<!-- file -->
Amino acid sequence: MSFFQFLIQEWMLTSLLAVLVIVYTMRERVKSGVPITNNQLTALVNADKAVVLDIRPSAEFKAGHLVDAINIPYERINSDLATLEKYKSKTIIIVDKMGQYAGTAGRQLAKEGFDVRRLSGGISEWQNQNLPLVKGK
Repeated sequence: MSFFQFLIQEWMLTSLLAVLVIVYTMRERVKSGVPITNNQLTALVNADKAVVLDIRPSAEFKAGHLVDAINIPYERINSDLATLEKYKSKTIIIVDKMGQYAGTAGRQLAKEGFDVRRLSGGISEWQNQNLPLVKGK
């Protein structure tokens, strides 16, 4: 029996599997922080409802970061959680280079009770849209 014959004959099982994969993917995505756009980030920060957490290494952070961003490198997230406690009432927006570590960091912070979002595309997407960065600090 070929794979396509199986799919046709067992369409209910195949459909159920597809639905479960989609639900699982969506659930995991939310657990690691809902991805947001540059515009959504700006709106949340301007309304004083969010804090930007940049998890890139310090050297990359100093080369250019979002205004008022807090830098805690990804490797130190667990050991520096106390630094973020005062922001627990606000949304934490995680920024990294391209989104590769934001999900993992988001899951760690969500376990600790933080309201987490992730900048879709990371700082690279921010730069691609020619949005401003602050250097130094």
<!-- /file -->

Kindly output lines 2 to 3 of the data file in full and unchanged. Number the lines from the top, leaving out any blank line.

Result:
Repeated sequence: MSFFQFLIQEWMLTSLLAVLVIVYTMRERVKSGVPITNNQLTALVNADKAVVLDIRPSAEFKAGHLVDAINIPYERINSDLATLEKYKSKTIIIVDKMGQYAGTAGRQLAKEGFDVRRLSGGISEWQNQNLPLVKGK
């Protein structure tokens, strides 16, 4: 029996599997922080409802970061959680280079009770849209 014959004959099982994969993917995505756009980030920060957490290494952070961003490198997230406690009432927006570590960091912070979002595309997407960065600090 070929794979396509199986799919046709067992369409209910195949459909159920597809639905479960989609639900699982969506659930995991939310657990690691809902991805947001540059515009959504700006709106949340301007309304004083969010804090930007940049998890890139310090050297990359100093080369250019979002205004008022807090830098805690990804490797130190667990050991520096106390630094973020005062922001627990606000949304934490995680920024990294391209989104590769934001999900993992988001899951760690969500376990600790933080309201987490992730900048879709990371700082690279921010730069691609020619949005401003602050250097130094």